PGA TOUR revolutionizes data capture with solar-powered ShotLink at The RSM Classic
4 Min Read
Written by Michael LoRé
For more than two decades, the PGA TOUR has relied on ShotLink powered by CDW to capture, record and store data about every shot hit on the PGA TOUR. Approximately 28 million shots have been captured by ShotLink since 2001 and the data about each one is usually made available to fans, media and partners within seconds.
The infrastructure to power and support such a network is immense and labor-intensive. In its previous iteration, the PGA TOUR typically needed to lay approximately 20-30 miles of composite fiber-optic and power cables to provide the power and pathways for this data to be collected and transported to its destination.
With the impending roll-out of a re-envisioned ShotLink, the amount of data collected is increasing tenfold. This increase in data will drive improved storytelling around the analytics of golf.
But an increase in the amount of data requires increased infrastructure. The amount of fiber-optic cables, generators and propane tanks necessary to power and support this system, frankly, would overwhelm a golf course.
The PGA TOUR devised its own solution to this problem, one that capitalizes on golf’s status as an outdoor sport. Solar power drives a hybrid power system for ShotLink that requires much less fiber and has less of an impact on the PGA TOUR’s fields of play.
“We’re solving practical problems,” said Ken Lovell, PGA TOUR Senior Vice President, Golf Technology. “We can put an outpost on one side of the fairway that doesn’t need to be physically connected to any other power source, so we don't have to run as much fiber. It’s all solar. The batteries keep it charged and there’s always redundancy and backup.
“We’re solving technical and business problems out of this that happen to be a really elegant green solution. There was nothing in the market that did this at the level we required so we built it.”
ShotLink solar panels at The RSM Classic (PGA TOUR)
The PGA TOUR sets up six tripod masts with multiple sensors on each to capture ShotLink data and video on a single par 4: three around the green, one on the tee box and one on each side of the fairway. These sensors are supported by a tripod with a battery underneath. Rather than having to run cables to and from each tripod, this new solar solution gives the TOUR the ability to power each unit and seamlessly collect, transfer, and backup all of this data. Using solar power cuts down on the amount of cables and generators needed to fuel this system.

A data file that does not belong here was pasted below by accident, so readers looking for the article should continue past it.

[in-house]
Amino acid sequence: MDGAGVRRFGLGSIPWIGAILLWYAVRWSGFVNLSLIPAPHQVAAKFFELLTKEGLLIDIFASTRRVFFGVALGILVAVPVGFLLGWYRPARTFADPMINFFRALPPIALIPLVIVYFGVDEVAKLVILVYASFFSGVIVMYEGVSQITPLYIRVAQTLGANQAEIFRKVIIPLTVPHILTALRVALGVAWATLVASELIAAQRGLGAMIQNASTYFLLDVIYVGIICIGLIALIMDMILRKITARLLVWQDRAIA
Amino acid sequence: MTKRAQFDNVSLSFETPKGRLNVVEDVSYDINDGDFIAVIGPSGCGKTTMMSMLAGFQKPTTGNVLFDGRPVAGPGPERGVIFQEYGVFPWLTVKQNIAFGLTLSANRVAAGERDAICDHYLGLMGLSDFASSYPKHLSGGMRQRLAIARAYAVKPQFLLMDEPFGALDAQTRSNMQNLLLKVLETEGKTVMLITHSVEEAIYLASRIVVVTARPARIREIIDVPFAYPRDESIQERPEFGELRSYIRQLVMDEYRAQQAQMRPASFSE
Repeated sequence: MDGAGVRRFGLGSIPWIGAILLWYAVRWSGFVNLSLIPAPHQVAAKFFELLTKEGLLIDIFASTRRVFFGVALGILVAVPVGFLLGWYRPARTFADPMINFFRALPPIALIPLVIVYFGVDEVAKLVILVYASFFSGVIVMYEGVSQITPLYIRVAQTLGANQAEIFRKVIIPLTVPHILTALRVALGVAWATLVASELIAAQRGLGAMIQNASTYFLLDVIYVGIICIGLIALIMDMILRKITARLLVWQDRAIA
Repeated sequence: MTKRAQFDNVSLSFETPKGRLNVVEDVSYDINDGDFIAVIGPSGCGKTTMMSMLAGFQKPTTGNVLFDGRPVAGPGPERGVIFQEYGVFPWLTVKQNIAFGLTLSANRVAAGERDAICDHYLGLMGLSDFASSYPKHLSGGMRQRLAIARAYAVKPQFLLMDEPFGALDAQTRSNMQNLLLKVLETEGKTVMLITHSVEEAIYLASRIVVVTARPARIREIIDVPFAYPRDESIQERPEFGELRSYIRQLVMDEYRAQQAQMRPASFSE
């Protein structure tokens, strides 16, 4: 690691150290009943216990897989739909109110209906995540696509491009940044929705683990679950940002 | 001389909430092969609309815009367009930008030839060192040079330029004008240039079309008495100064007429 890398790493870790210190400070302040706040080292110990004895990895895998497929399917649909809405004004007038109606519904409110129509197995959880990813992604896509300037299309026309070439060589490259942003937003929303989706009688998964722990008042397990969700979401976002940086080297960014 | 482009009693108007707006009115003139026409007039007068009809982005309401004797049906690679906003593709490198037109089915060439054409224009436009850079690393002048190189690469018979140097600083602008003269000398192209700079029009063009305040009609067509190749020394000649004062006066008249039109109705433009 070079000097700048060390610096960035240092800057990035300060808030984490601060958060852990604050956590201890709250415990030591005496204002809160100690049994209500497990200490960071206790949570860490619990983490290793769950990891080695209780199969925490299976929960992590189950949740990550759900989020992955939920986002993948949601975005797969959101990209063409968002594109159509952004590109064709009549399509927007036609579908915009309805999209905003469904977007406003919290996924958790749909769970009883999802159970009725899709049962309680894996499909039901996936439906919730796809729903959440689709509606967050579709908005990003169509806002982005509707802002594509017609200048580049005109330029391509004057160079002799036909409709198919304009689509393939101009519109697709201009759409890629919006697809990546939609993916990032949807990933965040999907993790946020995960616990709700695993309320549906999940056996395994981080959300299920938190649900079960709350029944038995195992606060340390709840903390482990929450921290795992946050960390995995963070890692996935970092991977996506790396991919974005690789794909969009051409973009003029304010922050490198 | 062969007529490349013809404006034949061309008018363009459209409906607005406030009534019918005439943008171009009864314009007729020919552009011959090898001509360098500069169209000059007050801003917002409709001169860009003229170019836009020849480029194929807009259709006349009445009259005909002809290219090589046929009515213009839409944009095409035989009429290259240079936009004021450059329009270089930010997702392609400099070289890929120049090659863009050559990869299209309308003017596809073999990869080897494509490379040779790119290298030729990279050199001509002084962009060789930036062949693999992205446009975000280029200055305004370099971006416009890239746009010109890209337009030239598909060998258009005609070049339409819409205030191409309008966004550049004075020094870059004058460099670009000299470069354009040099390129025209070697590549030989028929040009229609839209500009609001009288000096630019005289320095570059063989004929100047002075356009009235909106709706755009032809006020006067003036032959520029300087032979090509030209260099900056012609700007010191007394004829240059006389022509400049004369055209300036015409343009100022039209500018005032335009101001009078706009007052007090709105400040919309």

The PGA TOUR is able to monitor and control these units remotely, keeping an eye on battery life, cell health, battery temperature and any potential tampering. A three-sided solar skirt wraps the ShotLink tripods that the cameras and radars are attached to.
Under ideal conditions, the solar elements of the system keep it powered without any intervention for the duration of a tournament. But even in the event of weather, shade or solar eclipses, the ShotLink outposts are designed so they can easily be charged by a local generator, which takes about three hours, or by using a donor power module to replenish the connected battery to go from almost empty to full in approximately two hours. The outposts themselves are built to run for up to two days without any external charge at all.
The ShotLink hybrid power solution will lead to less noise from generators and cut down on the number of golf carts whizzing around to support a traditional generator powered infrastructure. The TOUR surveyed current consumer products on the market in its search for solutions before concluding it needed to devise its own.
“There was nothing out there that was designed to power network equipment and there was nothing that you could purchase that had infrastructure monitoring,” said Jonathan Rabhan, PGA TOUR ShotLink Senior Product Manager. “So we came to the conclusion that we had to build a custom solution.”
That solution will be on display beginning at this week’s RSM Classic at Sea Island Golf Club in St. Simons Island, Georgia.
“This was not us looking for a green-powered solution,” Lovell said. “This was us looking for an effective power solution. The fact that it’s green is a bonus to our operations. The fact that it was the most seamless solution we could build to solve the problem is really a testament to the ingenuity and creativity of our design team who are constantly looking to innovate.”